My parents have no idea what I've gotten them into.
My dad reads this blog, so he knows that I've told him this phrase so many times over the last few years. They just have no idea. But to their credit, they're willing to go with the flow and deal with the problems when they cross that bridge. All while being respectful and cheerful. I'm certainly luckier than most!
Thankfully(?), most of the "big" problems don't reach critical mass until there are kids in the picture. I just finished reading a book precisely about these kinds of problems: What Do You Mean, You Can't Eat in My Home?: A Guide to How Newly Observant Jews and Their Less Observant Relatives Can Still Get Along. This book is written for BTs, but is perfectly applicable to any convert. Having tried eating kosher in my parents' home when I had only been kosher for 2 months, I wish I had read this book first!
Jaffe identified the following areas of contention within families with varying levels of observance:
Shabbat and Holidays
Laws of Tznius
Orthodox Dating Practices
I've touched all of these issues, at least superficially, with my family, but I'm going to focus on Shabbat and kashrut for this post.
My family is learning about Shabbat and holiday observance, but there's a lot more information to digest. Also, when celebrating Shabbat in my parents' house, it's mostly self-contained. I don't ask that my family change their routines, but I control my own actions. Their way of coping appears to be avoiding asking me to do anything on Shabbat and just let me do what I'm going to do. I also volunteer for activities I know I can do. I certainly have no plans to EVER spend Pesach at their home. Heck, I'm not even spending it in my own home this year!
Over time, they'll get a better feel for Shabbat. But what about when kids are in the picture? The book had the ever-present example of cousins trying to play together on Shabbat, but the non-observant (or non-Jewish, in some of our cases) children want to play video games or color. I wasn't as satisfied with Jaffe's answer because it basically came down to, "Eventually your family will realize what is and isn't allowed, and maybe they'll even start putting away the muktzeh before you arrive!" (That is a paraphrase from memory.)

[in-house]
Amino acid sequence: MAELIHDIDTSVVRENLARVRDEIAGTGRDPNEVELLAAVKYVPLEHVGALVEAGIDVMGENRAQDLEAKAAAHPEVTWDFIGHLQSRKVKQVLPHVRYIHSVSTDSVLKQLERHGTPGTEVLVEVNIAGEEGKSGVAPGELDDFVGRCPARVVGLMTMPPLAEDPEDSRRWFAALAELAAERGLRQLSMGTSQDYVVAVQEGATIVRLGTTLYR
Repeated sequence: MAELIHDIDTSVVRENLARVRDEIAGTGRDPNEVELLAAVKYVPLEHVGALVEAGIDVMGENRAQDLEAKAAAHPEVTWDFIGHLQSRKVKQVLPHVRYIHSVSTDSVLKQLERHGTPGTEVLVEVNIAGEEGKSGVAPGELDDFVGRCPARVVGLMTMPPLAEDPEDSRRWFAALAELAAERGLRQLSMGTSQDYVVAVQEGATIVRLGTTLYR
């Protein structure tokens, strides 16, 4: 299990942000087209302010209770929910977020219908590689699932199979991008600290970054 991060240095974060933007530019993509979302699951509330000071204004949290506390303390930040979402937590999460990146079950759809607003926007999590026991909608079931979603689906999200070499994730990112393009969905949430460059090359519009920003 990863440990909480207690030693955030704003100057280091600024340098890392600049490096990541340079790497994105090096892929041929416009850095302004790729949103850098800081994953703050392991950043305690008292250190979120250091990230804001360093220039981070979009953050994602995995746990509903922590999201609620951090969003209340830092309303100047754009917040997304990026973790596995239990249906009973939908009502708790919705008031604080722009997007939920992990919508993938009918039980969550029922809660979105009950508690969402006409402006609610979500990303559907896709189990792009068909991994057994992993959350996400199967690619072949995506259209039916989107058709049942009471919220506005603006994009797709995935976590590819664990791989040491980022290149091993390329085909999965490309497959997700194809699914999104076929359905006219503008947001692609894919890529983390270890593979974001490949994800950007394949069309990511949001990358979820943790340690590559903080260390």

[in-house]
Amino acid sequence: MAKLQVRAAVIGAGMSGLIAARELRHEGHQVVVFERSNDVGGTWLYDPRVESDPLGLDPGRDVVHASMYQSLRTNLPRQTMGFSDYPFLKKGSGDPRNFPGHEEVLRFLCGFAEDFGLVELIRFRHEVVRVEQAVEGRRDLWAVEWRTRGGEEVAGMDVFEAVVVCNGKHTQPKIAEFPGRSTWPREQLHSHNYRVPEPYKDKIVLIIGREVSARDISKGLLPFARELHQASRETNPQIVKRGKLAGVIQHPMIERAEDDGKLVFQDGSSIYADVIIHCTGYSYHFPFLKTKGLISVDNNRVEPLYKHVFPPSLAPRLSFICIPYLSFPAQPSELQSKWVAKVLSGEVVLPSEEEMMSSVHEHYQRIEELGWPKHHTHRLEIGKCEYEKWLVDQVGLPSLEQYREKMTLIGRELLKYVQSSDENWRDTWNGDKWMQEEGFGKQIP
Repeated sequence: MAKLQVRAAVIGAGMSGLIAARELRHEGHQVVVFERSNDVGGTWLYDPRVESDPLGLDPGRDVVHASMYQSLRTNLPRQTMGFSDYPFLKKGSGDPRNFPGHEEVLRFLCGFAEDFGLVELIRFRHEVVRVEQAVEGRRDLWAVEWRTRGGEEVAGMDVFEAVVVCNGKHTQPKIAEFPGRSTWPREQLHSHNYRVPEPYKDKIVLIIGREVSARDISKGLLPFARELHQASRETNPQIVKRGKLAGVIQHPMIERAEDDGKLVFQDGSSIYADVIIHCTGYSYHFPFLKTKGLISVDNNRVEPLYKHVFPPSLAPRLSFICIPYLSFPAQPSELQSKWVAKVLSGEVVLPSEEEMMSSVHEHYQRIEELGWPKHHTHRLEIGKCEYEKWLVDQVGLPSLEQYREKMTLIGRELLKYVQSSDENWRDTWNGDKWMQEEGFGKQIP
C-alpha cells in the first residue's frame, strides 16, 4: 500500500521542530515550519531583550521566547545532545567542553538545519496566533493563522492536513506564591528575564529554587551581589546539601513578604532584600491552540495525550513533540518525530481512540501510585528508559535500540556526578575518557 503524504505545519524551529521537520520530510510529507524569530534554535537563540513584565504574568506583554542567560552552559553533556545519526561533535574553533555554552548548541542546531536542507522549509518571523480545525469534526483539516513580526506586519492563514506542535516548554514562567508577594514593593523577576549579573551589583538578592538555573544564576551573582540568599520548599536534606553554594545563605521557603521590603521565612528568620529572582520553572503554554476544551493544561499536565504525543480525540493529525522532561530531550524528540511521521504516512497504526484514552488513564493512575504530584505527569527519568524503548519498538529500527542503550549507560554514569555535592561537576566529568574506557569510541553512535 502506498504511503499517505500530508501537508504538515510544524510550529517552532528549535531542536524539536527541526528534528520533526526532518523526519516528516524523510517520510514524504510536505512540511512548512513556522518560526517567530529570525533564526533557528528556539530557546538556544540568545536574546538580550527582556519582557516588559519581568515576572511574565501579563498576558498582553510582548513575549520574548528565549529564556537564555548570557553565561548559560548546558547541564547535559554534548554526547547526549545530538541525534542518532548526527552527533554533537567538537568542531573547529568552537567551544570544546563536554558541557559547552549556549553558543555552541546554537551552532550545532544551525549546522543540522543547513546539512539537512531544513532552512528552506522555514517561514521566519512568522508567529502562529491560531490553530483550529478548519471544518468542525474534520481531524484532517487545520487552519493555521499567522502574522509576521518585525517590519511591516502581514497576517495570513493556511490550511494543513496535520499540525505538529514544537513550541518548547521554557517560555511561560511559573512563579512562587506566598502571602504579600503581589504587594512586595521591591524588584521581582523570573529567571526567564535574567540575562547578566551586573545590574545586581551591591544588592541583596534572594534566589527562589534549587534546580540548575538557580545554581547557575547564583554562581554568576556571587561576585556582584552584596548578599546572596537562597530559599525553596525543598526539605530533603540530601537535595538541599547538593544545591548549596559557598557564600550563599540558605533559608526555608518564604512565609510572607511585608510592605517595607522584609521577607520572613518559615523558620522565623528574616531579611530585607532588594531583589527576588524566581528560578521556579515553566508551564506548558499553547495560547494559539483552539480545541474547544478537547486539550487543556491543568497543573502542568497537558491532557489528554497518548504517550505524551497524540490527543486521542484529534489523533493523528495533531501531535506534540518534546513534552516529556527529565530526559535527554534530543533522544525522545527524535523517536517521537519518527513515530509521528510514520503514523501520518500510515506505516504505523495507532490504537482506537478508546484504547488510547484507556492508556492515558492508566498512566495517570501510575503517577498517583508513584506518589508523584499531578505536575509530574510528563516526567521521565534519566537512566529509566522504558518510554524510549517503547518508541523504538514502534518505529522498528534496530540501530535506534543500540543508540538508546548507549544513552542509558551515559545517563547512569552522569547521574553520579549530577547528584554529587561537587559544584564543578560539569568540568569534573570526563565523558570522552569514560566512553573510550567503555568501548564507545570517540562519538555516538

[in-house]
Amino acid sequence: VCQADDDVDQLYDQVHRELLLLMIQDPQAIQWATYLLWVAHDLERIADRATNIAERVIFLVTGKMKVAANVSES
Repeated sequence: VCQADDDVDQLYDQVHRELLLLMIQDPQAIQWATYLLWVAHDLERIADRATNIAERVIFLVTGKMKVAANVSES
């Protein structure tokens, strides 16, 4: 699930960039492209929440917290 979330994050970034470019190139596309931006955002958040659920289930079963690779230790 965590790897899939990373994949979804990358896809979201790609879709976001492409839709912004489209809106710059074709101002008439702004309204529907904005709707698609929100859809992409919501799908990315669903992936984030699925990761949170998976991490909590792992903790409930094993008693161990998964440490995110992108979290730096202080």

Kashrut is even more difficult because it's every day! By myself, it's easy for me to take care of my own meals at my parents' house. It's actually much easier than I expected, even though I was still a kashrut idiot when I last visited. But kashrut is somewhat unfortunate since my dad is an excellent cook, and being a good Southern parent, food is a key way of sharing your love with your family (a very Jewish idea too!). I know it bothers him to not be able to cook for me, and quite frankly, I miss the amazing food! But, being luckier than average, my dad listened to my never-ending, poorly-explained halacha explanations, and he discovered a way to cook me a meal when I last visited! However, while kashrut can be easy in a non-kosher kitchen, it'll be a lot harder when there are more mouths to feed, meaning bigger quantities of food to prepare and keep separate.
Personally, I'm uncomfortable asking my family to accommodate me. Sure, they may eventually do these things on their own as a kindness, but there's a very fine line between doing it out of love and feeling like a bad person for not doing it (especially if they still think you think G-d will smite you for not following the rules!). I think both emotions will inevitably be present in any loving family, and that makes ME feel like a bad person for inconveniencing my family and giving them little to no choice in the matter. I have to follow the rules, and if I'm going to visit them, I have to be able to follow the rules in their house. No exception.
Jaffe emphasizes trying to host as many family events as possible within the home of the more observant person. Coming from a non-Jewish family, I know my family will complicate things for my children (though less than having a non-observant family, in my opinion), but I also think it is important for my children to see where I come from and experience Southern culture firsthand. There is something different about transplanting my family into my Jewish neighborhood. Being a frequent victim of stereotypes, Southern culture is not known for looking good out of context. It's also artificial.
I hope all these issues don't affect my ability to visit my family in the future. At least I have plenty of time before children are in the picture, so maybe we'll settle into a comfortable pattern before then. But it's certainly a worry.